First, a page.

- A company wishing to advertise, sell, supply, store and/or use a non-agricultural pesticide which is still regulated under the Control of Pesticides Regulations in the UK must apply to HSE for an approval under the COPR. An approval will only be given when all the required evidence and information on the safety, efficacy, and where relevant, the humaneness, of the pesticide has been submitted and evaluated. The final decision on approvals rests with Ministers. The product cannot be advertised, sold, supplied, stored and/or used until the approval has been granted, and any conditions of the approval have to be met.
- Approval holder (COPR)
- The applicant (company or individual) that is granted the product approval under the Control of Pesticides Regulations.
- See National authorisation, Simplified authorisation, Union authorisation.
- Back to back application
- An application (under COPR) for an approval for a new product that is based on a data-set previously considered and approved for another product. The applicant does not have to be the data-owner or manufacturer of the active substance provided the data owner gives its consent to the applicant in the form of a Letter of Access and the supplier issues a Letter of Intent to Supply the active ingredient.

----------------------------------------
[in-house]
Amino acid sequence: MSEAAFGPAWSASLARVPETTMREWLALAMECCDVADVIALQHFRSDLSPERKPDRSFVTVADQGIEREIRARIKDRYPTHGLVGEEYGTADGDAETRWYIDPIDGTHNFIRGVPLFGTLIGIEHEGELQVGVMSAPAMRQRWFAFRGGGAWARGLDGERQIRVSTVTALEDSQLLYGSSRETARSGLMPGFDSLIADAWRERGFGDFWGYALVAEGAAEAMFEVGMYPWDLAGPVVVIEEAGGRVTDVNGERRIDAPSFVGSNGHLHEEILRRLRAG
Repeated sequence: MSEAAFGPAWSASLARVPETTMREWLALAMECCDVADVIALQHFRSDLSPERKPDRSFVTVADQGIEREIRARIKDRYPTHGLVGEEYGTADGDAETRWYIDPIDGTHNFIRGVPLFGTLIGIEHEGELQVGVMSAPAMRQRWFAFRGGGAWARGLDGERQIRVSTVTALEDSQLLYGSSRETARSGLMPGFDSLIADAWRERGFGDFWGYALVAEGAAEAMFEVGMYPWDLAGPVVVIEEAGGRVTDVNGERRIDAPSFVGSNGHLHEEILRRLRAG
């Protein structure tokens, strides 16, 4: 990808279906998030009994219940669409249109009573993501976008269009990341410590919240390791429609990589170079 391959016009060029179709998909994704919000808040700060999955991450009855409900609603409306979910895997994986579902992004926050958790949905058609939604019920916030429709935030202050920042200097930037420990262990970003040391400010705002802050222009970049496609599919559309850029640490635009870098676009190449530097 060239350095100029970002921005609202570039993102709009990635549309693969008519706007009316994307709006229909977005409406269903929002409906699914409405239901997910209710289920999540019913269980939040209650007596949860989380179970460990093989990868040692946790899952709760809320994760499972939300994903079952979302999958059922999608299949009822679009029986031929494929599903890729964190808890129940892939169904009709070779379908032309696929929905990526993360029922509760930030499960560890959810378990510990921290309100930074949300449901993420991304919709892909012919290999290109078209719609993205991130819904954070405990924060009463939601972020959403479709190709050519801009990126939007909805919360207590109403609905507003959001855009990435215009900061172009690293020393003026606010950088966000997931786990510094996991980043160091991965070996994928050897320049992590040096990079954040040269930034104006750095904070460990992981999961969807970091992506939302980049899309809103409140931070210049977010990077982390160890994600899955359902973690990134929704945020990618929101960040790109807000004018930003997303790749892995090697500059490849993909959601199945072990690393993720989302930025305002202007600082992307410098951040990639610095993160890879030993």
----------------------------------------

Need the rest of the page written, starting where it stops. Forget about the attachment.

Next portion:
- see active substance or biocidal product
- Biocidal active substance
- see active substance
- Biocidal product
Defined by the EU BPR (Regulation 528/2012) as " Any substance or mixture, in the form in which it is supplied to the user, consisting of, containing or generating one or more active substances, with the intention of destroying, deterring, rendering harmless or otherwise exerting a controlling effect on, any harmful organism by any means other than mere physical or mechanical action.
Any substance or mixture generated from substances or mixtures which do not themselves fall under the first indent, to be used with the intention of destroying, deterring, rendering harmless, preventing the action of, or otherwise exerting a controlling effect on, any harmful organism by any means other than mere physical or mechanical means.
A treated article that has a primary biocidal function shall be considered a biocidal product."
- Biocidal Product Committee
A Committee set up within ECHA responsible for preparing the opinion of ECHA:
- applications for approval and renewal of approval of active substances;
- review of approval of active substances;
- applications for inclusion in Annex I of active substances meeting the conditions laid down in Article 28 of Regulation 528/2012 and review of the inclusion of such active substances in Annex I;